Focus on life
PHOTOJOURNALIST Roger Job has seen things that would make a grown man cry. When he arrived in Zaire in 1994 during a cholera epidemic, people were dying in the hundreds. The volcanic ground was so hard that the bodies could not be buried, instead they were laid out in rows on the scorched earth.
'Some of the journalists who came to Zaire could not stomach it and had to leave. The first time you go to a place of suffering and death you know pretty fast whether you will be able to face it again,' says Job.
Job has been flying into places of suffering for more than a decade. He works on a freelance basis, but much of his time has been spent working with the humanitarian and medical relief organisation Medecins Sans Frontieres (Doctors Without Borders) helping to document crises. Beginning with a job in Mozambique in 1988, he does about eight assignments a year for MSF.
The work can be very depressing, but he says in places of extreme misery he uses his camera as a shield against reality. 'When I am working I am focusing on getting the subject in the frame, concentrating on technique. Sometimes it is only when I get home and develop the photos that the real horror of the place affects me,' he says.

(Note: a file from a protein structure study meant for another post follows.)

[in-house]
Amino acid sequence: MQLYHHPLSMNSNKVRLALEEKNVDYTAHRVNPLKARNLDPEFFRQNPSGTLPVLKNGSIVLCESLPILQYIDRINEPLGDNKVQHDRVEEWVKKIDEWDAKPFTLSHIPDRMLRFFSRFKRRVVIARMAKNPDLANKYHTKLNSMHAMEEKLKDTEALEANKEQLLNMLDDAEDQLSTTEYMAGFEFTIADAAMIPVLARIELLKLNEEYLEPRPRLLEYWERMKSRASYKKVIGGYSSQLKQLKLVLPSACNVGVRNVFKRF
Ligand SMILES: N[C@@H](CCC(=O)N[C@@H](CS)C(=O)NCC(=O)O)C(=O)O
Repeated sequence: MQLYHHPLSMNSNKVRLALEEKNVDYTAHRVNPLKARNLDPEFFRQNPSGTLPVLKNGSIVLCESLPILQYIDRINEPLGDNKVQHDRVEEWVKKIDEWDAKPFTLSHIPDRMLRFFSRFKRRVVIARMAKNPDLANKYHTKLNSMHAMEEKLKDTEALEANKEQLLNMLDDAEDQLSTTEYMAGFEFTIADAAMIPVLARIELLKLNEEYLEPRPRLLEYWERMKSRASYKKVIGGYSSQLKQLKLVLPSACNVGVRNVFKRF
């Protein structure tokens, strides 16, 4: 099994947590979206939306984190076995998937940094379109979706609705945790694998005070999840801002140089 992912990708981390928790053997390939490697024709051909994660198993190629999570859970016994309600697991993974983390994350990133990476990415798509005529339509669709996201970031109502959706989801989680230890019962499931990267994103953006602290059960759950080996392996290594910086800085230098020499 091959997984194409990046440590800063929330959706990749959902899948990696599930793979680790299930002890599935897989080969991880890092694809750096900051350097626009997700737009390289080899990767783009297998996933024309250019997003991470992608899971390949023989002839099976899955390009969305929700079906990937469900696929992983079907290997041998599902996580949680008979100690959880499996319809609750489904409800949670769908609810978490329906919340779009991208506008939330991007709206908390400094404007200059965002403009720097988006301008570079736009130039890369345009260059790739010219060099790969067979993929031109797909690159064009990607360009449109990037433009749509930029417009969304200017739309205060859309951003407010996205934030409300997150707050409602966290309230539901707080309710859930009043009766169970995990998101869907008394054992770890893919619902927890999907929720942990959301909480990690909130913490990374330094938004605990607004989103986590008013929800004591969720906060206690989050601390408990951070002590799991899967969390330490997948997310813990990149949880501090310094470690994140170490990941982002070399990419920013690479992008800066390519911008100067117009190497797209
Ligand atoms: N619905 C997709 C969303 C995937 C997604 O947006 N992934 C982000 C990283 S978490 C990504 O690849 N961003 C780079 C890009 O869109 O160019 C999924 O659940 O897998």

Home for Job is Belgium, where he lives with his wife, an anthropologist. Her work takes her away from home quite often, so sometimes they try to synchronise their trips so they can travel together.
More than 70 per cent of Job's MSF assignments are in Africa. He always takes out a comprehensive medical insurance package, because the water and food hygiene conditions in the countries he visits are often poor. Over the years, he has succumbed to a number of tropical diseases, including typhoid and malaria. 'But I am not afraid of getting sick. I know I can just jump on a plane and I will receive good treatment.'
That kind of first-class medical treatment is something many Africans can only dream about. On one of Job's most recent MSF assignments, he spent a month in the Congo photographing the country's crumbling health care system. The result is Congo 2000, a shocking pictorial account of the deterioration of the country's hospitals.
The book very nearly did not happen. After a month of shooting pictures in the Congo, he was pulled up by immigration at the airport and his films confiscated. The officials wanted to see the pictures, but because they did not have the facilities to develop slide film they returned the rolls after a week.
After years of doing what he calls 'misery stories', Job says he wants to return to the countries he has worked in and do positive stories on them. He has already returned to the Congo to photograph the scooters which many of the locals use to transport fruit and vegetables.
'When someone returns to Africa they are really welcomed back. Many of the people I meet when I arrive for an assignment are victims, but when I return they have got their lives back on track and are happy to see me,' he says.